HAYS COUNTY, Texas (KXAN) — Hays Consolidated School District has been hit hard by the opioid epidemic.
Already this year the district has had two students who overdosed.
“We had two kids that overdosed and thankfully we were able to revive them with Narcan,” said Hays CISD Superintendent Dr. Eric Wright.
Last year, the district had four students die after taking pills that were laced with fentanyl.
“Never heard about it in my life before these past two years,” said Collin Richardson, a student at Lehman High School.
Richardson said now he hears about it more and more, and he even knows people who have lost friends to fentanyl.
“I feel scared, very scared about it,” Richardson said.
Timothy Boyd goes to Johnson High School. He said he lost a close friend to the drug.
“It hurts to say it, but he is not the only life that has been lost from it,” Boyd said.
Lance Moffett is the athletic director for Hays CISD. He helped put together a program called “Coaches vs Overdoses.”
The program helps educate students, parents and the community by passing out info packets and drug disposal kits at football games.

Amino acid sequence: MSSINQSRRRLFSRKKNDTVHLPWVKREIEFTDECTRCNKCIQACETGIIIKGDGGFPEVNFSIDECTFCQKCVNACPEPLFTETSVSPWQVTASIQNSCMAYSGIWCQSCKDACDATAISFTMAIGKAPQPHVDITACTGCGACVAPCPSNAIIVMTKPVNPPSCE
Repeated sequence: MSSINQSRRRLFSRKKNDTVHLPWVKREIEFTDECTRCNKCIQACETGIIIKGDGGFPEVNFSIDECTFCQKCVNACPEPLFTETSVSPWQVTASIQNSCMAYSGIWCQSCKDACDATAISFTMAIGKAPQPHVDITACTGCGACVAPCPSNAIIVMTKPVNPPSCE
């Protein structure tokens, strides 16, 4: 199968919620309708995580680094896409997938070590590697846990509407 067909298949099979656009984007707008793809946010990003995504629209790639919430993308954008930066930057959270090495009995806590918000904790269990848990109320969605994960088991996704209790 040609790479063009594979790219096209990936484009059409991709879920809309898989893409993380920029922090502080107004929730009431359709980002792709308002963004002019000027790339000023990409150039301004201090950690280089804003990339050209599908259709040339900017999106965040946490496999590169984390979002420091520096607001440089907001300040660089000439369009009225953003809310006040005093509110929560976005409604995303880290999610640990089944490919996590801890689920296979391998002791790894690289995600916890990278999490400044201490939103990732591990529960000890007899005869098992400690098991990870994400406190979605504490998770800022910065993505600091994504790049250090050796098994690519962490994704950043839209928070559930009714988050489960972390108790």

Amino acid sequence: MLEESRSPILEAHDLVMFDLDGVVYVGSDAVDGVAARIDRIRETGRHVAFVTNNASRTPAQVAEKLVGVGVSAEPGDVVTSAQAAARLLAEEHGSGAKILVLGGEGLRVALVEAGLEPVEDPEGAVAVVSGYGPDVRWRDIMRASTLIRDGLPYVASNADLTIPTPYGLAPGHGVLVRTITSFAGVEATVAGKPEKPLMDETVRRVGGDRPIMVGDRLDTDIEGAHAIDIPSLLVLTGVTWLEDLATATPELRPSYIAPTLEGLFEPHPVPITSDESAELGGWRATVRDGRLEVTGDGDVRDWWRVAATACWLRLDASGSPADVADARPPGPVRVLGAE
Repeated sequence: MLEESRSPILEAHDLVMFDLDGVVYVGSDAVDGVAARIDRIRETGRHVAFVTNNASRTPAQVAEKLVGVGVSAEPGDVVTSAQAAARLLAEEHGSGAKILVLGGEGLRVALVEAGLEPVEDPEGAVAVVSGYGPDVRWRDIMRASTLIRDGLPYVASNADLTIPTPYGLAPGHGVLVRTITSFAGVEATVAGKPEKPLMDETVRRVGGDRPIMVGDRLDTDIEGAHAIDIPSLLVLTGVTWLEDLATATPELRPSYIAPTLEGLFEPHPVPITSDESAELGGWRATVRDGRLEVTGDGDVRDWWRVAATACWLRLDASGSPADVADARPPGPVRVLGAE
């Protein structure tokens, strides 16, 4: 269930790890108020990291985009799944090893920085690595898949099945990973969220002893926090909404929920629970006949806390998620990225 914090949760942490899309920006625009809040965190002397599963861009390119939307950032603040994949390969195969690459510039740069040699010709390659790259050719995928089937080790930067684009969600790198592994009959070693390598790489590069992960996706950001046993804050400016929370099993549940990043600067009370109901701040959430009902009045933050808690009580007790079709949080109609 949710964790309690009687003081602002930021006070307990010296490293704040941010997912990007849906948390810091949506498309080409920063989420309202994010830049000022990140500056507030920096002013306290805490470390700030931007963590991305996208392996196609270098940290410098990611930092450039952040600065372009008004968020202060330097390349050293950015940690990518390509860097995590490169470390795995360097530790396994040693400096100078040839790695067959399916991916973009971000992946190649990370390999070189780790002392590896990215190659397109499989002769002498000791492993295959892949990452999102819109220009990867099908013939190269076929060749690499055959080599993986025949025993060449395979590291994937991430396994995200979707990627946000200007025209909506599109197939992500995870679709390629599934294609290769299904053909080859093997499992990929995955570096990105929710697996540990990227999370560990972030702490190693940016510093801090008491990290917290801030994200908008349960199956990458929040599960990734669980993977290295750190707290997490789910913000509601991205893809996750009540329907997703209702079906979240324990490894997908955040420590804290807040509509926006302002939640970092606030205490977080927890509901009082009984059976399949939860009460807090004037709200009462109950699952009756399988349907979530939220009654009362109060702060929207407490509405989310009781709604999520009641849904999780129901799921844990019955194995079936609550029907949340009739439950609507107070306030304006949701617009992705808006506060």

“The worst thing you will ever do as an educator is bury a kid,” Moffett said.
Moffett said educating everyone in the community about the danger of opioids will save lives.
“Just being able to raise awareness and give kids an opportunity to talk to each other and know what the different lingo is,” he said.
Hays CISD is partnering with the Texas High School Coaches Association (THSCA).
The program includes educational material that will be delivered to parents and students electronically. They will also distribute a drug disposal tool at varsity football games.
Wright said following recent overdoses, he’s worried, but he’s hoping recent work by the district to educate students will help save lives.
“We really had a bad batch of pills last summer, but I think we have another influx now, don’t know where they are coming from, but we need to educate so people will still stay away from them,” Wright said.
The THSCA plans to launch the Coaches vs. Overdose program statewide in October. This year’s pilot program will include 125-150 schools throughout Texas that will participate in the program.